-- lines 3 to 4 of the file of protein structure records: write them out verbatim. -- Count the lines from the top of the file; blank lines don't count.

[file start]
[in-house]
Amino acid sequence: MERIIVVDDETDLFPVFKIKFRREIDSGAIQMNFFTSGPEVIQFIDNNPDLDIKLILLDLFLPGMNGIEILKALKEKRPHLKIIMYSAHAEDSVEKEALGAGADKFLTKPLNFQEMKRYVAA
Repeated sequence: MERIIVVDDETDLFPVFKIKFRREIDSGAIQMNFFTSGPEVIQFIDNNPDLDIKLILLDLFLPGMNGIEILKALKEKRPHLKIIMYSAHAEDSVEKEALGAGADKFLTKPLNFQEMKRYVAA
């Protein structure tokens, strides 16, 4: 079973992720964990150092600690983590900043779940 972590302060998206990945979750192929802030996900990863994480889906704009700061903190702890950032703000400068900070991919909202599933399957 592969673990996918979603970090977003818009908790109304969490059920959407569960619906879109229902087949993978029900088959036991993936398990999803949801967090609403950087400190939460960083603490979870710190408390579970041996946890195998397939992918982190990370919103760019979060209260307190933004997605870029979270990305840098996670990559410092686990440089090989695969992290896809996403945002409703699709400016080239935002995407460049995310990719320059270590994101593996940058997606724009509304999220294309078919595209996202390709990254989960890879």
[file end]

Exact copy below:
Repeated sequence: MERIIVVDDETDLFPVFKIKFRREIDSGAIQMNFFTSGPEVIQFIDNNPDLDIKLILLDLFLPGMNGIEILKALKEKRPHLKIIMYSAHAEDSVEKEALGAGADKFLTKPLNFQEMKRYVAA
């Protein structure tokens, strides 16, 4: 079973992720964990150092600690983590900043779940 972590302060998206990945979750192929802030996900990863994480889906704009700061903190702890950032703000400068900070991919909202599933399957 592969673990996918979603970090977003818009908790109304969490059920959407569960619906879109229902087949993978029900088959036991993936398990999803949801967090609403950087400190939460960083603490979870710190408390579970041996946890195998397939992918982190990370919103760019979060209260307190933004997605870029979270990305840098996670990559410092686990440089090989695969992290896809996403945002409703699709400016080239935002995407460049995310990719320059270590994101593996940058997606724009509304999220294309078919595209996202390709990254989960890879």